Spring 2006, Vol. 14, No. 2 (requires Adobe Acrobat)

Contract and Domination: A Collaborative Debate
on Social Contract Theory

Charles Mills

On September 23, 2005, the Warren Center sponsored a presentation given by Charles Mills, Distinguished Professor of Philosophy at The University of Illinois-Chicago, and Carole Pateman, professor of political science at UCLA, titled “Contract and Domination: A Collaborative Debate on Social Contract Theory.” Pateman and Mills discussed the roles that race and sex play in social contract theory, which frames individual rights and obligations through the terms of a contract between the individual and society. Both speakers have challenged this theory through their work. In The Sexual Contract (Polity Press, Cambridge and Stanford University Press, 1988), Pateman argues that the sexual contract facilitates male domination over women. In The Racial Contract (Ithaca, NY, Cornell University Press, 1997), Mills argues that the racial contract allows for a determination of moral and political personhood through the category of race. Pateman and Mills are currently collaborating on a book project, provisionally titled “Contract and Determination.”

Edward L. Rubin, John Wade-Kent Syverud Professor of Law and Dean of Vanderbilt’s Law School, gave the opening remarks to a large audience of faculty and students from numerous disciplines. Pateman was unexpectedly unable to attend, but was present via speaker phone to answer questions. Her talk, “The Racial Contract,” was delivered by Brooke Ackerly, assistant professor of political science at Vanderbilt. Pateman examined the issue of race through the lens of theories of land appropriation and colonization. In arguing for the necessity of new ways of thinking about reconciliatory acts on the part of colonial governments, Pateman argued that we must look to the past to understand current social injustices. As an example, she discussed the far-reaching impact of England’s colonization of Australia (which began in 1788) through the “settler’s contract,” a situation in which settlers create an original social contract upon their appropriation of land that excludes natives from that contract as it simultaneously binds those indigenous people to its terms. In 1992, Australia’s High Court issued a decision on the Mabo case, which overturned the justification of colonization through terra nullius (land belonging to no one) and recognized native title rights to land. As Pateman pointed out, however, Australia’s government refused to offer an official apology for the social policies that harmed the Aboriginal people. Suggesting that symbolic as well as legislative acts of reconciliation must be in place to make social change, Pateman claimed that there is still much work to be done in the realm of the racial contract.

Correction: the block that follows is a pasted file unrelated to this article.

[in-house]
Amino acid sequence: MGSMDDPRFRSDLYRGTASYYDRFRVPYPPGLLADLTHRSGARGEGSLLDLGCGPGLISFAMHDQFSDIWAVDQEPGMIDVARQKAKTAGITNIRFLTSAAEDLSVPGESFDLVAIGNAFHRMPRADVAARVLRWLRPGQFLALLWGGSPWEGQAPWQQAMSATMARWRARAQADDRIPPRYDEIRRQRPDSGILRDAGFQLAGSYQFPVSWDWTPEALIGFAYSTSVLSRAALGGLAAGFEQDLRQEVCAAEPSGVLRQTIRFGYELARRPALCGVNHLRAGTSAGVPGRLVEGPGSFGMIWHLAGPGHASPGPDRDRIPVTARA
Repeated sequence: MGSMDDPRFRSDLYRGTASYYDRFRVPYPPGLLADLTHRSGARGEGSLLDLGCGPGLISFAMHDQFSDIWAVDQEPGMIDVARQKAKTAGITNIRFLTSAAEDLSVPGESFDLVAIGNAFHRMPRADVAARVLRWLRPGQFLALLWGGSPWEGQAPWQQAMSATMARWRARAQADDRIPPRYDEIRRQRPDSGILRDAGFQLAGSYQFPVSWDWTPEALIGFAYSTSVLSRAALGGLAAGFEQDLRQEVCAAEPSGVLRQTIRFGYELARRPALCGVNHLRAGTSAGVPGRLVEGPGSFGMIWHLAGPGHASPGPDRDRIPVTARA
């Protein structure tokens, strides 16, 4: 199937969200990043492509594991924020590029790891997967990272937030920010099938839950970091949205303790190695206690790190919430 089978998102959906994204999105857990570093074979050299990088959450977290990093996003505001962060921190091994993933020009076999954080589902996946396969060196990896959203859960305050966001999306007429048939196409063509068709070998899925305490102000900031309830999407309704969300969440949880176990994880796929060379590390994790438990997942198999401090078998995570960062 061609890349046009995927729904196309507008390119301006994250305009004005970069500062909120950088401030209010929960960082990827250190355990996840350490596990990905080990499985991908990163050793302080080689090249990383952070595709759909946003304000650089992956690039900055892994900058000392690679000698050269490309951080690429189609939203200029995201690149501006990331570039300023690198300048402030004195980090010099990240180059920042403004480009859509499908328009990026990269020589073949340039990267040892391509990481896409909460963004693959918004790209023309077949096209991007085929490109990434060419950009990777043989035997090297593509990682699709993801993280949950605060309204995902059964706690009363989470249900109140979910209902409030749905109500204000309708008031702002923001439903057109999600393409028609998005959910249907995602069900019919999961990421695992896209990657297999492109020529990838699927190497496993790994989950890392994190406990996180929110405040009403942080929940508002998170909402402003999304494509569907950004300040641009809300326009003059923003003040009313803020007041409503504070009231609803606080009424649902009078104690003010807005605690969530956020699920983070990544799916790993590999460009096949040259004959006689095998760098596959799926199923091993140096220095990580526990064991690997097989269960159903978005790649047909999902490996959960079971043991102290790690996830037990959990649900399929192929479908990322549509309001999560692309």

Mills delivered a talk titled “The Sexual Contract,” in which he illuminated an ongoing debate in the wake of John Rawls’s 1971 A Theory of Justice: “Feminists and racial minorities in political philosophy have long complained that specific issues of gender and racial justice are inadequately (gender) or hardly at all (race) dealt with in the huge post-Rawls literature.” Mills suggested a modification of social contract theory that would account for both ideal and non-ideal theory as a “device of representation.” He delivered a complex proposal for synthesizing the work of feminist contract theorists Jean Hampton, Susan Moller Okin, and Carole Pateman, in order to develop what he termed “the domination contract,” which “constitutes a device for theorizing the non-ideal realities of gender and race.” This “domination contract” as a conceptual device, Mills argued, could then become a tool for identifying and rectifying gender and racial injustices: “By seeing society as a complex of group domination contracts (intersection of race, class, gender domination), we are sensitized from the start to the pressing problems of social injustice that in fact affect the majority of the population: social oppression is made central (as of course it has been) rather than marginal.”

Mills and Pateman fielded questions on issues ranging from the problem of identity politics to symbolic versus actual acts of reparations to the differentiation between theory and practice. In their responses, they often engaged one another in debate over the question at hand, producing a discussion that was as lively as it was informative. Additional support for the talk was provided by the Law School, the African American and Diaspora Studies Program, the Women’s and Gender Studies Program, the Bishop Johnson Black Cultural Center, and the departments of philosophy, political science, and human and organizational development at Peabody College.

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